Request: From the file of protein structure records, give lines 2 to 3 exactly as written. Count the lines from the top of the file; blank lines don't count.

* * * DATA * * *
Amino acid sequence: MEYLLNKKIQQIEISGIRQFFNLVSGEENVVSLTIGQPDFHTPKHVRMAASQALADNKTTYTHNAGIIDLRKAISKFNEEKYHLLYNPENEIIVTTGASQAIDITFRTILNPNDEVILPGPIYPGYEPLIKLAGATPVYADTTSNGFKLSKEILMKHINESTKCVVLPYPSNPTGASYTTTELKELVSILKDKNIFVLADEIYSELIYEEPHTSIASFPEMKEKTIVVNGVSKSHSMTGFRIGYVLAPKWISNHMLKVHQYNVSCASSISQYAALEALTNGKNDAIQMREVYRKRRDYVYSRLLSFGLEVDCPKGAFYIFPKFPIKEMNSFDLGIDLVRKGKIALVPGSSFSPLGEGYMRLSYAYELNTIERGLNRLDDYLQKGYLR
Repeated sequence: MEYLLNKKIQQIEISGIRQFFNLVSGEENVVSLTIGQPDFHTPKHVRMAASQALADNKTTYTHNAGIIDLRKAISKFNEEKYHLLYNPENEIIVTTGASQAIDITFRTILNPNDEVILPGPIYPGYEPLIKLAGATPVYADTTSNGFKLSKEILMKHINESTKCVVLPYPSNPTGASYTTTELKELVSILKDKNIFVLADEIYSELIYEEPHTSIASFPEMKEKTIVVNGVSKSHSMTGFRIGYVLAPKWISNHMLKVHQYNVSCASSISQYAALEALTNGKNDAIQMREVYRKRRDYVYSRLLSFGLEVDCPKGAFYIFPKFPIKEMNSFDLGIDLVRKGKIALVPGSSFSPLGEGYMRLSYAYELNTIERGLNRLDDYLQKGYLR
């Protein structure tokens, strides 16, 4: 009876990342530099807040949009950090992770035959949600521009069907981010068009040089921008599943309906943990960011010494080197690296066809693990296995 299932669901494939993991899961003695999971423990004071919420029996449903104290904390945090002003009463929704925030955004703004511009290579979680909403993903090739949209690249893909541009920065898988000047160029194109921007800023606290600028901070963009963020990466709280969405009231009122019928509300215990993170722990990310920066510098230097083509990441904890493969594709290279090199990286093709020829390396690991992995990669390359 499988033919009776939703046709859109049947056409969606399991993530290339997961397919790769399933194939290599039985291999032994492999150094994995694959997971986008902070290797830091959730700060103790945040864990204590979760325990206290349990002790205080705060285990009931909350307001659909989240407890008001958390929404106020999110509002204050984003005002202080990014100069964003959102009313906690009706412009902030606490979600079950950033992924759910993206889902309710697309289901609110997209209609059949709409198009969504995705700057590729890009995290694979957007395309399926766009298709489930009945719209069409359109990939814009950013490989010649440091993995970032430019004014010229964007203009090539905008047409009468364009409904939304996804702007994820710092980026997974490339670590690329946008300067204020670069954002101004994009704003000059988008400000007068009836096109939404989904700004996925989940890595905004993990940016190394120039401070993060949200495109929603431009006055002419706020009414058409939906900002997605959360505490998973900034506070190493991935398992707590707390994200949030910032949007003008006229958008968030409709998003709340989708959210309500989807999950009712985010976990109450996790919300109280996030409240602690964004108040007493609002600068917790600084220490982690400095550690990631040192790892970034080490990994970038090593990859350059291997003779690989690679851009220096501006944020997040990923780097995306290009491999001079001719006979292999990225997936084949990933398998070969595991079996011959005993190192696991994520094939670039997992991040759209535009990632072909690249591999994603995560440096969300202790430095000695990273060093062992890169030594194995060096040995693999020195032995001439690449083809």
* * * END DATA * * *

Repeated sequence: MEYLLNKKIQQIEISGIRQFFNLVSGEENVVSLTIGQPDFHTPKHVRMAASQALADNKTTYTHNAGIIDLRKAISKFNEEKYHLLYNPENEIIVTTGASQAIDITFRTILNPNDEVILPGPIYPGYEPLIKLAGATPVYADTTSNGFKLSKEILMKHINESTKCVVLPYPSNPTGASYTTTELKELVSILKDKNIFVLADEIYSELIYEEPHTSIASFPEMKEKTIVVNGVSKSHSMTGFRIGYVLAPKWISNHMLKVHQYNVSCASSISQYAALEALTNGKNDAIQMREVYRKRRDYVYSRLLSFGLEVDCPKGAFYIFPKFPIKEMNSFDLGIDLVRKGKIALVPGSSFSPLGEGYMRLSYAYELNTIERGLNRLDDYLQKGYLR
């Protein structure tokens, strides 16, 4: 009876990342530099807040949009950090992770035959949600521009069907981010068009040089921008599943309906943990960011010494080197690296066809693990296995 299932669901494939993991899961003695999971423990004071919420029996449903104290904390945090002003009463929704925030955004703004511009290579979680909403993903090739949209690249893909541009920065898988000047160029194109921007800023606290600028901070963009963020990466709280969405009231009122019928509300215990993170722990990310920066510098230097083509990441904890493969594709290279090199990286093709020829390396690991992995990669390359 499988033919009776939703046709859109049947056409969606399991993530290339997961397919790769399933194939290599039985291999032994492999150094994995694959997971986008902070290797830091959730700060103790945040864990204590979760325990206290349990002790205080705060285990009931909350307001659909989240407890008001958390929404106020999110509002204050984003005002202080990014100069964003959102009313906690009706412009902030606490979600079950950033992924759910993206889902309710697309289901609110997209209609059949709409198009969504995705700057590729890009995290694979957007395309399926766009298709489930009945719209069409359109990939814009950013490989010649440091993995970032430019004014010229964007203009090539905008047409009468364009409904939304996804702007994820710092980026997974490339670590690329946008300067204020670069954002101004994009704003000059988008400000007068009836096109939404989904700004996925989940890595905004993990940016190394120039401070993060949200495109929603431009006055002419706020009414058409939906900002997605959360505490998973900034506070190493991935398992707590707390994200949030910032949007003008006229958008968030409709998003709340989708959210309500989807999950009712985010976990109450996790919300109280996030409240602690964004108040007493609002600068917790600084220490982690400095550690990631040192790892970034080490990994970038090593990859350059291997003779690989690679851009220096501006944020997040990923780097995306290009491999001079001719006979292999990225997936084949990933398998070969595991079996011959005993190192696991994520094939670039997992991040759209535009990632072909690249591999994603995560440096969300202790430095000695990273060093062992890169030594194995060096040995693999020195032995001439690449083809």